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Working as a manual worker at a nearby industrial unit in Fatehnagar, Susheelamma earned a meagre Rs. 1500/- per month with the day’s hard work. This combined with her husband’s income of another Rs. 2000/- was not enough to meet their monthly expenses, leave alone sending the children to school. And the income was not constant as the work was intermittent. The very sight of school going children on the street would sadden her as she was unable to send her own kids to school.

She wanted to realise her own unfulfilled dream of going to school by sending her children to a good school and see them as better citizens tomorrow. This determination ignited a spark in her to increase her family income and see to it that she gives a better life to her children.

With such intention, she approached the local moneylender as well as the nearby banks for a small loan to start her own tea stall, but was bluntly refused due to lack of any collateral security. With her hopes shattered, she continued with her normal work when one fine day she heard from one of her friend about a Micro Finance Institution (MFI) that supports the entrepreneurial poor people financially. Sensing her long wished opportunity of entrepreneurship within her reach, she thought, “This is the best route to get away from this drudgery (given my present skill-set) and supplement my husband’s income so as to care for the 3 children as well as the elderly mother-in-law”. She immediately rushed to the MFI with her proposal which was taken up with gravity and the process of funding soon started.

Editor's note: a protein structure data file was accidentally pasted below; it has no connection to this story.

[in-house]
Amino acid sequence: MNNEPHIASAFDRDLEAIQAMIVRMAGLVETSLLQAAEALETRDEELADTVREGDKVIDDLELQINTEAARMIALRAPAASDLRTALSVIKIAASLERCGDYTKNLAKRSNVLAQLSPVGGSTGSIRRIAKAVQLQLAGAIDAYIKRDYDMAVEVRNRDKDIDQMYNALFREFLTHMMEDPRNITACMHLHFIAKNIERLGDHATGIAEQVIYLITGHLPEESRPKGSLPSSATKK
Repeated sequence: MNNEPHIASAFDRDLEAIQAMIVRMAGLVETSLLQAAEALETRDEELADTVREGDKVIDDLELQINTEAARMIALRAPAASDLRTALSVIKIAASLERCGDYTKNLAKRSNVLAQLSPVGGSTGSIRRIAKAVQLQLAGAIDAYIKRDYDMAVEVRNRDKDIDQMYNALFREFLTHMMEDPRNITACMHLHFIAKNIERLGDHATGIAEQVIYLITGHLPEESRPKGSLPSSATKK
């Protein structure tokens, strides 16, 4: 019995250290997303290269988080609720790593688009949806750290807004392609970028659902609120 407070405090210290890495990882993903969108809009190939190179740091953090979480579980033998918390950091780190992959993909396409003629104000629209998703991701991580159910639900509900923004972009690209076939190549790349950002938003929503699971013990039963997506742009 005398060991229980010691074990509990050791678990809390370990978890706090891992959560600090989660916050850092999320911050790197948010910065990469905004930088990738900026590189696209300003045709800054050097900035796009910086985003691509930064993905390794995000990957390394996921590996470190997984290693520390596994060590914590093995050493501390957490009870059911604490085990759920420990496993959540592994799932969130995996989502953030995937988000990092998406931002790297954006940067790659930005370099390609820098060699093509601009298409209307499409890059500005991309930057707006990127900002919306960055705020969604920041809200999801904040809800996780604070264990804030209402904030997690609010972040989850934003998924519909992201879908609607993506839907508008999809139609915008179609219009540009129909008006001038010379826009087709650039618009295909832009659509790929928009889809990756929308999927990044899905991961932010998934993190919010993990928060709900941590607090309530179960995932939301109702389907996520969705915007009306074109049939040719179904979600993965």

What started her off in her tea-stall venture was a small loan of Rs. 4000/- from the MFI which was to be repaid at the rate of about Rs. 90/- per week over a period of 50 weeks which she comfortably started paying off from her daily earnings of approximately Rs. 200/-.

All this, even though there existed a competing tea cart nearby!

Her dream which had been to work independently came true (it is incidental that her stall is under the lower portion of an unpainted Railway Over Bridge – home to various parked vehicles). Apart from being an earning member, her husband too has joined this trade and partners her, which has increased her respectability in addition to halving her workload.

With an enhanced annual family income of Rs. 60,000/- now, Susheelamma saves about Rs, 5,000/- annually after meeting all the household expenses. She also sends all her children to a good school nearby. Further, on the economic front not only have assets been purchased for the home but emergency needs too are managed after meeting all the family’s needs.